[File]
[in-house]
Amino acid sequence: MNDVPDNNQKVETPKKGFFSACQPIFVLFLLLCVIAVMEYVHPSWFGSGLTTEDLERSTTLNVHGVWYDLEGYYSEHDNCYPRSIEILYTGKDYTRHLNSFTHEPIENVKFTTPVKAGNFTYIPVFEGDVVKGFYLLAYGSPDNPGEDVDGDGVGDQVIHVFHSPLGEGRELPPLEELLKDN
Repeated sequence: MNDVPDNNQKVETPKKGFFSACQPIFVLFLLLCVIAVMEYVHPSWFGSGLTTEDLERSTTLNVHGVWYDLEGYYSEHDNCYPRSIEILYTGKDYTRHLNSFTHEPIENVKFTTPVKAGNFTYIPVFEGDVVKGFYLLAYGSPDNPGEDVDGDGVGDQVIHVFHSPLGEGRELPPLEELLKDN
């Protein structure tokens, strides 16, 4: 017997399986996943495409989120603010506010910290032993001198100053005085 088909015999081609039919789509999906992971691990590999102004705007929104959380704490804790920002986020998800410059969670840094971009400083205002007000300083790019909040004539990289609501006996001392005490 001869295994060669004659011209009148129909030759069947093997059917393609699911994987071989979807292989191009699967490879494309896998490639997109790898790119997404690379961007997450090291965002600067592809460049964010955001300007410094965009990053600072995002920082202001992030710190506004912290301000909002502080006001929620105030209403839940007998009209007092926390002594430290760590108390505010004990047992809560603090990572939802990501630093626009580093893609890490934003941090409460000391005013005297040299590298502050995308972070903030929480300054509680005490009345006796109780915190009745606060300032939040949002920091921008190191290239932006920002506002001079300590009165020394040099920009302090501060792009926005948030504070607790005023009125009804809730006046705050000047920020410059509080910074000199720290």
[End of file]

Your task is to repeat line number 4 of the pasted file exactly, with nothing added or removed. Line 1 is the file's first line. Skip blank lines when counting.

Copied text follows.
């Protein structure tokens, strides 16, 4: 017997399986996943495409989120603010506010910290032993001198100053005085 088909015999081609039919789509999906992971691990590999102004705007929104959380704490804790920002986020998800410059969670840094971009400083205002007000300083790019909040004539990289609501006996001392005490 001869295994060669004659011209009148129909030759069947093997059917393609699911994987071989979807292989191009699967490879494309896998490639997109790898790119997404690379961007997450090291965002600067592809460049964010955001300007410094965009990053600072995002920082202001992030710190506004912290301000909002502080006001929620105030209403839940007998009209007092926390002594430290760590108390505010004990047992809560603090990572939802990501630093626009580093893609890490934003941090409460000391005013005297040299590298502050995308972070903030929480300054509680005490009345006796109780915190009745606060300032939040949002920091921008190191290239932006920002506002001079300590009165020394040099920009302090501060792009926005948030504070607790005023009125009804809730006046705050000047920020410059509080910074000199720290």